Esu came to America through the slave trade, and remained in black consciousness under one his many names (Eshu, Elegba, Papa Legba etc) for centuries…much later Puckett meets his New Orleans root doctor who tells him the same tale Tommy is reported to have told LeDell…neither of which mention “Satan” as such but a “dark man”; many ethnomusicologists and researchers feel that the dark man at the crossroads is Esu, not Satan.  

Esu was said to walk with a limp, because of the unevenness of his legs due to his having one foot in the world of the gods and the other in the world of humans.

            The following is from Sixteen Cowries: Yoruba Divination from Africa to the New World, by William Russell Bascom, as told to him by Salako, one of the last Ọ̀yọ́ diviners, in 1951.  It tells the story of Esu, and describes his role as intermediary between the Father and humans.

He met the Father where he was carving.  

If Father took time, he accepted it;

And he helped him and he stayed with him for sixteen years.

When the others (deities) came they stayed about eight days and then left,

And some stayed four days and left.

Esu did not leave; Esu learned how the Father made hands;

He learned how to make feet,

How he made mouths, how he made eyes.

Esu learned it all.

Afterward Father said, “All right,” he said, “Go and sit at the crossroads;

He said, “Everyone who is coming to see me,

He said, “If he does not give you something,

He said, “Do not let him pass.

He said, “Do not let him come.”

Esu went and sat down at the crossroads.

Everyone who was coming to Father would give Esu something.

It is impossible to read this passage and not be reminded of the covenant, Christianity’s doctrine that all who would come to God must come through Jesus.  But it also bears remembering that the crossroads symbology predates Christianity, and, indeed, monotheism.  In ancient Greece, marker stones commemorating Hermes, the messenger god, were erected at crossroads…just as in post-Hellenised Rome it was Mercury, and before that, the Lares Compitales.  The Indian god Bhairava, guardian of the boundaries, has statues at crossroads on the subcontinent.  This ascription of importance to the crossroads is an ancient practice indeed.  As Led Zeppelin knew, the song remains the same.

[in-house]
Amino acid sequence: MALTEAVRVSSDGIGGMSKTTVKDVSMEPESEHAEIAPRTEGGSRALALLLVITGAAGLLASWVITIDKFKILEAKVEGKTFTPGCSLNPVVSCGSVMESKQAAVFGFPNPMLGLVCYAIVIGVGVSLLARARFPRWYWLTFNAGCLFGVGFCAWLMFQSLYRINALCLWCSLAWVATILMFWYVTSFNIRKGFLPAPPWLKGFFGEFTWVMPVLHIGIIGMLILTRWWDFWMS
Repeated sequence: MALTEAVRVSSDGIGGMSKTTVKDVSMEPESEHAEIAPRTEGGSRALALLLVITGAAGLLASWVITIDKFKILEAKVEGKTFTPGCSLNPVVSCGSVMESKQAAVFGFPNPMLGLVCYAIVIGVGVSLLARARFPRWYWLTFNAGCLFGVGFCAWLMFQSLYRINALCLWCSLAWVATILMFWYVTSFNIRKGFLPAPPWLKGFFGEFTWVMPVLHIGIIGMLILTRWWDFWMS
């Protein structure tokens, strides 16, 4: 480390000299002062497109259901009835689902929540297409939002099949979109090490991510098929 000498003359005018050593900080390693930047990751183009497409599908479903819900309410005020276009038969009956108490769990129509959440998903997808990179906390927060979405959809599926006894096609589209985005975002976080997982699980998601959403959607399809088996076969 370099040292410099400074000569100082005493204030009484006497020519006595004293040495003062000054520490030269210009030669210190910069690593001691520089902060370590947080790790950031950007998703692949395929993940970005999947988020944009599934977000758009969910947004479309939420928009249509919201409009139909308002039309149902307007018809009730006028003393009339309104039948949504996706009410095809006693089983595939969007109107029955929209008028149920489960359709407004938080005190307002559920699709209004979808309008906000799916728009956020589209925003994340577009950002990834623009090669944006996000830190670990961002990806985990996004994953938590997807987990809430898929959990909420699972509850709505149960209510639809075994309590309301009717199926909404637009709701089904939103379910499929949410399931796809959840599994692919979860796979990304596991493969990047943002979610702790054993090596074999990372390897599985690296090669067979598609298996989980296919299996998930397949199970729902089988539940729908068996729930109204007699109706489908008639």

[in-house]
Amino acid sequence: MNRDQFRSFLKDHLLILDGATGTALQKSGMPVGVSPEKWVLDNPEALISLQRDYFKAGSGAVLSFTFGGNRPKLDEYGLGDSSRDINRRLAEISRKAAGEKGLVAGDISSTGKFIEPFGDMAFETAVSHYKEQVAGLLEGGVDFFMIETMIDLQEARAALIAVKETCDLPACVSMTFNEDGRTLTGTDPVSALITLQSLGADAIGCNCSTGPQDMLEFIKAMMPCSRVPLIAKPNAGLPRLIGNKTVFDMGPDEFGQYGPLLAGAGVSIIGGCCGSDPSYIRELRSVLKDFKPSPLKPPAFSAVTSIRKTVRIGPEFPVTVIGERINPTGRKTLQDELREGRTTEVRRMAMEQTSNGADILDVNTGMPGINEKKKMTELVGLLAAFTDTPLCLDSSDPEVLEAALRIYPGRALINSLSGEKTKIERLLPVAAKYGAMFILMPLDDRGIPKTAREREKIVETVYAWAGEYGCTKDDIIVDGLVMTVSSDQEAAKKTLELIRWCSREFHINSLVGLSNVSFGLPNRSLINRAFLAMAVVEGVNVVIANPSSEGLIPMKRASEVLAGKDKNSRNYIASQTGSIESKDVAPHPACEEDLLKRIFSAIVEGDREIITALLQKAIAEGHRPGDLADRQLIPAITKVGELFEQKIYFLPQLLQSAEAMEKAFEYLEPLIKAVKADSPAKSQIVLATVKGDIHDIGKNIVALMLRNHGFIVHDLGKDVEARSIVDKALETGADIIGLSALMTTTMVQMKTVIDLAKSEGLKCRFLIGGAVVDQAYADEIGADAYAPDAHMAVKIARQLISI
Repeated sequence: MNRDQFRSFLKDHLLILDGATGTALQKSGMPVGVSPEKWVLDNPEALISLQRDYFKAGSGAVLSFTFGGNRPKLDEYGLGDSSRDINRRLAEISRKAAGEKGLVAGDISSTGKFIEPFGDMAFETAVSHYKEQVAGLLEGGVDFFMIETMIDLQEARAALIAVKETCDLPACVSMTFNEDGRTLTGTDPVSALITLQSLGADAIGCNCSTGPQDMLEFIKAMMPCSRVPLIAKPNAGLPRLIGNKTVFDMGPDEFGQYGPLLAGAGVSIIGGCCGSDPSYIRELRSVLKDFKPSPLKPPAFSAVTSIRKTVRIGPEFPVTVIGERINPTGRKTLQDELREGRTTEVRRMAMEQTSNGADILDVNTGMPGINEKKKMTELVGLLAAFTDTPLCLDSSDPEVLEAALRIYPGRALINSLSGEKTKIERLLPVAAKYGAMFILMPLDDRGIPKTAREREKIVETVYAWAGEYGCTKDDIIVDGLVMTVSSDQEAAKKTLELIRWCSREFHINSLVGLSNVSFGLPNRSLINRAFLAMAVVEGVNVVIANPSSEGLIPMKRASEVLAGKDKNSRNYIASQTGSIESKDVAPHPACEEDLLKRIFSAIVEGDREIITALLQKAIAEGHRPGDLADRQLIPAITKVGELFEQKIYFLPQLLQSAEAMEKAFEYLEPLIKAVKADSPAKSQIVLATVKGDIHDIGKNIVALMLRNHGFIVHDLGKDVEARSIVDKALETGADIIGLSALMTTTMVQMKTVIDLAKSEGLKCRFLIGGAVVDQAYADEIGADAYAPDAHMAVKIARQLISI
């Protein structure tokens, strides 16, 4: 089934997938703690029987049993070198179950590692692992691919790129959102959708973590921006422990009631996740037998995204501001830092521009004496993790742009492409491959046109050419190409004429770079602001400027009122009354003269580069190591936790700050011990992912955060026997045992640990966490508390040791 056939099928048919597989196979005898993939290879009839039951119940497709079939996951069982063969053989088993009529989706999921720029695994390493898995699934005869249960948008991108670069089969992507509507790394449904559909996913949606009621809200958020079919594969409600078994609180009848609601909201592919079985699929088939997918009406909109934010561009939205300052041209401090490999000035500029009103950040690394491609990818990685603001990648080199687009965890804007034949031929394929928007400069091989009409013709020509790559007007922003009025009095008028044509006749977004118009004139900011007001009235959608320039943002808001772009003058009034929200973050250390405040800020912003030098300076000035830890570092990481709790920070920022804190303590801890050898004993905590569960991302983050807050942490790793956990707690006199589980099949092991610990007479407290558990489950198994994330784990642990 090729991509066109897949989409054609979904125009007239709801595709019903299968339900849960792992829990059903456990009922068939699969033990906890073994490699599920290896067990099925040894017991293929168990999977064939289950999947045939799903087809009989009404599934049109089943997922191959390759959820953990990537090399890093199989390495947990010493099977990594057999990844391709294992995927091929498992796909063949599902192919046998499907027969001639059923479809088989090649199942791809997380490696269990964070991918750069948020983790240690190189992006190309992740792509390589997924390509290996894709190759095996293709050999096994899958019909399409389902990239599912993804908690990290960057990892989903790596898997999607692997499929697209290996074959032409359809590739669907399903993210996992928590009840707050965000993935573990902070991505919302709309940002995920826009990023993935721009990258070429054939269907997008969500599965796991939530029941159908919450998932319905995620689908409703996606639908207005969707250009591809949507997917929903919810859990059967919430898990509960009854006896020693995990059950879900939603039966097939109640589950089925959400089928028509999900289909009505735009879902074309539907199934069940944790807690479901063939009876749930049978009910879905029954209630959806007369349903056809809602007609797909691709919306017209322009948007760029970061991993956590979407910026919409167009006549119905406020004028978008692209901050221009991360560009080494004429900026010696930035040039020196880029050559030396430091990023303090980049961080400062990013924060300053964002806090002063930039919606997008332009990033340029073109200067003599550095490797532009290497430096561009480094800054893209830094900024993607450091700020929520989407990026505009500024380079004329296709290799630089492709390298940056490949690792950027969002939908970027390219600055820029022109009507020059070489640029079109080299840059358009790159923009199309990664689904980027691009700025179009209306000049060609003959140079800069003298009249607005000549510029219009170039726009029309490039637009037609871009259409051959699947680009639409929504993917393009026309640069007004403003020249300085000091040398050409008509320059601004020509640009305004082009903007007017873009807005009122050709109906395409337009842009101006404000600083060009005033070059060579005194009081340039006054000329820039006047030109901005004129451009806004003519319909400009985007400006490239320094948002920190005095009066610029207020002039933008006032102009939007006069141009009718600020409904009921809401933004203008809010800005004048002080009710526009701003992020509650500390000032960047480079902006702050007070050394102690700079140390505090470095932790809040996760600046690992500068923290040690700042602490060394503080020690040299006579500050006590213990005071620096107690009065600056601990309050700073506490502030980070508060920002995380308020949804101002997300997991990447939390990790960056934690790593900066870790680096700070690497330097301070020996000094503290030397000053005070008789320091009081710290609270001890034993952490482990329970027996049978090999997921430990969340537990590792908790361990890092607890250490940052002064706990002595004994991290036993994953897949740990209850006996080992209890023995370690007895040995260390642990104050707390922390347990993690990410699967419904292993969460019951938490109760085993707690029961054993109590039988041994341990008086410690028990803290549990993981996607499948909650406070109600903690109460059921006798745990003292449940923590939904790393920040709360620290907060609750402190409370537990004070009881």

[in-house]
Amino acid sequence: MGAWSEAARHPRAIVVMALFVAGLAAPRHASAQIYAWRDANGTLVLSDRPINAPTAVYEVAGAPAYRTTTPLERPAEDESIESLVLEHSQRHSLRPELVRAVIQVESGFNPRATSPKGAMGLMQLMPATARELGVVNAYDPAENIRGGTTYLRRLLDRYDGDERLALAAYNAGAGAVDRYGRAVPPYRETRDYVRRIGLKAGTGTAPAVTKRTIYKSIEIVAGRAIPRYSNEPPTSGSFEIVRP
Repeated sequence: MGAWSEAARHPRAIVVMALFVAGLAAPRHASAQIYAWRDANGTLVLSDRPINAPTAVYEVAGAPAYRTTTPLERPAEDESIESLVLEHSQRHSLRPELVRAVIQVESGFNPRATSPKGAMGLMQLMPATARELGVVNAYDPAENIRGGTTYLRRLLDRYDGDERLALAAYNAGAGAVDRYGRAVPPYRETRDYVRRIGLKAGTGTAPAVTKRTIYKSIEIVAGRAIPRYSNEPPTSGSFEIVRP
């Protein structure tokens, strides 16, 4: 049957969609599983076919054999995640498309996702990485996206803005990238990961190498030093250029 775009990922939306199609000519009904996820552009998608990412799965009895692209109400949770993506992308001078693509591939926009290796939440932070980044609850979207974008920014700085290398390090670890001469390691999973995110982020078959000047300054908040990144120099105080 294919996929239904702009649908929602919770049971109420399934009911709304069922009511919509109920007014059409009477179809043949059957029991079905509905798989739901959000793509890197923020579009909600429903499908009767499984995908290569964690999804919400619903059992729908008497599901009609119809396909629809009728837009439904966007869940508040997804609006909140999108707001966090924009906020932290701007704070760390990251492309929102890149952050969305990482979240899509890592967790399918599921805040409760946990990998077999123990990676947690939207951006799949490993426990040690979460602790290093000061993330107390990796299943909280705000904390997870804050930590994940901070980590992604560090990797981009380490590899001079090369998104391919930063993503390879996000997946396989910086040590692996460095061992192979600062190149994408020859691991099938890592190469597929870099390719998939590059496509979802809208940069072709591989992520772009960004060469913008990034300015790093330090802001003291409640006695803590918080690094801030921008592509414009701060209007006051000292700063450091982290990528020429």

As Escaping the Delta: Robert Johnson and the Invention of the Blues author Elijah Wald said in a 2004 interview, cultures need myths.  

Is the appeal of the crossroads myth that it offers people the hope that one day, given the chance and choice, they will be the masters of their universe, it will be their turn, and if the price is high well so be it, because the lay-by’s killing them anyway?  Only people desiring something better than the present conjure up such stories of rapid assumption of power, and until you’ve been really poor, and really hungry, you don’t know how important it is to have that power, whose other name is of course Freedom.  Freedom of choice; that is all a crossroads is, the place where you pick your path and live with the consequences.

“Cross Road Blues”, the song that has Robert sinking down in despair along with the sun, never explicitly states what it is feeding into the dread growing inside him.  Some believe it is a reference to the crooked deal about to go down at midnight with Old Nob; for others of a less fanciful turn of mind he is simply expressing the fears of a black man finding himself caught by nightfall in unfamiliar surroundings during an era where it was all too easy to get oneself lynched for being in the wrong place at the wrong time.      

But perhaps it is something else Robert fears, and may explain why the crossroads has for so long exerted its hold over humanity—the responsibility of choice, the weight of that freedom heavy upon him, driving him to his knees.  

Because when you live a rambling life, there comes a point in every journey where the choice is not just one of left or right, but life or death.